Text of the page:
ESPN has been kicking around the idea of being more aggressive in the world of sports betting for quite some time now.
Disney CEO Bob Chapek discussed the topic on Wednesday’s earnings call and said that Disney has found a broader acceptance of sports betting among the general public.
Chapek is becoming more and more open to ESPN embracing sports betting despite Disney’s family friendly image. Chapek also said during the call that most people see ESPN and Disney as separate brands, something that certainly helps this strategy move forward.
“We have done substantial research in terms of the impact not only to the ESPN brand, but the Disney brand, in terms of consumers’ changing perceptions of the acceptability of gambling,” said Chapek. “And what we’re finding is that there’s a very significant isolation.”
ESPN had been looking into licensing its name to another sportsbook for at least $3 billion, holding talks with both Caesars and DraftKings. The company have also been rumored to partnering with or acquiring casino and sportsbook operator Rush Street Interactive.
Conflicting reports say Disney wants to spin off ESPN into a company that has more freedom to pursue sports betting ventures.
It seems by the way Chapek has talked about the issue recently that he already feels ESPN is enough of its own entity to pursue ventures in the sports betting world.
Lolo Jones Launches ‘Gold Medal Loser’ Podcast Through Blue Wire
“Jones is in a very small group of people who have competed in both the Summer and Winter Olympics.”
Podcasting company Blue Wire is continuing to expand. Summer and Winter Olympian Lolo Jones will be hosting the company’s latest podcast Gold Medal Loser. The podcast consists of interviews Jones recorded this summer while training for the 2022 Beijing Olympics, including Olympic skater Adam Rippon, Peleton instructor Jess Sims and former NBA player/current ESPN analyst Richard Jefferson walking Jones through the ups and downs of their careers.
“I’ve always been a huge fan of podcasts and have been interested in creating my own,” Lolo Jones told Awful Announcing via email. “As an athlete, I’m usually the interviewee and wanted to have some fun on the other side of the table. We thought it would be cool to interview folks from different walks of life—including a big focus on Olympians and Paralympians. I’m always fascinated about the different personal journeys all these talented people have taken to get to the top.”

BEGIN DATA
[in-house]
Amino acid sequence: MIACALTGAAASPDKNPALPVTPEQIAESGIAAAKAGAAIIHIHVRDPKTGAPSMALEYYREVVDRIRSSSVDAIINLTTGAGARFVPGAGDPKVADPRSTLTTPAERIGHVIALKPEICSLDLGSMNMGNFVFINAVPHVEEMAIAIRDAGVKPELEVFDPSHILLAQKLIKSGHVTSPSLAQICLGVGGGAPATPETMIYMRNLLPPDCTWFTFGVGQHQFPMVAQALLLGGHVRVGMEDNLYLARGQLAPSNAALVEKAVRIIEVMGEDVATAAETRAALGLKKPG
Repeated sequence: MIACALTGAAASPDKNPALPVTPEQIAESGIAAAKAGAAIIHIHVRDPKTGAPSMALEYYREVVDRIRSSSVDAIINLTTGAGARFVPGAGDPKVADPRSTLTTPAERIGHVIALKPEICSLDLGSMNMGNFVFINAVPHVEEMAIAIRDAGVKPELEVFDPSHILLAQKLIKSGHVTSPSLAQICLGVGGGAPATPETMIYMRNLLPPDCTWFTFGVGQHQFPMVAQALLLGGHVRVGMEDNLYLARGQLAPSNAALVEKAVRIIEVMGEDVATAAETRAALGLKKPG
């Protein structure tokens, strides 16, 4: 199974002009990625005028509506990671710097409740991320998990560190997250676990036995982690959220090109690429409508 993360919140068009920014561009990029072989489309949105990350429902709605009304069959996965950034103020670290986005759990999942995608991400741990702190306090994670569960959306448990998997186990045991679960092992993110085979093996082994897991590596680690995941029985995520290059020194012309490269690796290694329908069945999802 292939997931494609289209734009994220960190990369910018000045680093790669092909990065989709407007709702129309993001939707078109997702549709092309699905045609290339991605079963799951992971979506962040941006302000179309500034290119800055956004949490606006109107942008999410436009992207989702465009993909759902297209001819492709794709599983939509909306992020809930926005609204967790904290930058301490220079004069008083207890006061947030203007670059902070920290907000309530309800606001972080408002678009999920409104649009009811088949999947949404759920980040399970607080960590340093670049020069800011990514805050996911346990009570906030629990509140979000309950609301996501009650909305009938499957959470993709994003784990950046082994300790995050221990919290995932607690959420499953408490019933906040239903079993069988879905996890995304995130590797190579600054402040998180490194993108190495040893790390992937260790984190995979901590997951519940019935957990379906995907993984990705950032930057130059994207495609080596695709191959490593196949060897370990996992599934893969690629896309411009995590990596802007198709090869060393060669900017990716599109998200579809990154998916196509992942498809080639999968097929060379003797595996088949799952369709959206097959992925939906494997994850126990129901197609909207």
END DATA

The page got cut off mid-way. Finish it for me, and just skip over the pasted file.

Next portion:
Jones said Blue Wire proved to be a great fit for her to launch this podcast.
“They let me really control the creative direction and shape the show how I envisioned it—but I’m still new at this platform so I leaned on them for insight on how to make this a success.”
This isn’t Jones’ first rodeo when it comes to sports media either. She co-hosted a female-athlete-focused show with MJ Acosta and Lindsay Czarniak for Peacock called On Her Turf during the Tokyo Olympics. She also plans to work in media more frequently once her career ends. Roles like this while she’s still training offer more experience for her.
She said that can be tough to fit in while still competing though, especially in two different sports.
“I’ve tried to capitalize on any breaks I’ve had to get media experience…whether it be due to injury, competition seasons canceled from COVID, or any other extended windows where my training schedule is a little light.”
Jones is in a very small group of people who have competed in both the Summer and Winter Olympics. The list sits at 170 all-time. Elevn of them have represented the U.S.
Gold Medal Loser continues the long list of podcasts Blue Wire has done with professional athletes. It also continues the company’s approach of monetizing podcasts through cross-platform presenting sponsorships; this will be the fifth one they’ve done that way, and the second with Discover. Lolo Jones said she’s excited for people to get to listen to it and hopes it will be relevant to a wide range of listeners.
“Nobody has an easy or straight path to get to the top of our fields. Hopefully hearing about these life experiences will help the listener in some way. If you know me (or follow me on social), you know I’m always trying to do one of two things: inspire you or make you laugh. Hopefully this does both!”
The Athletic, NY Times Eye Woj, Adam Schefter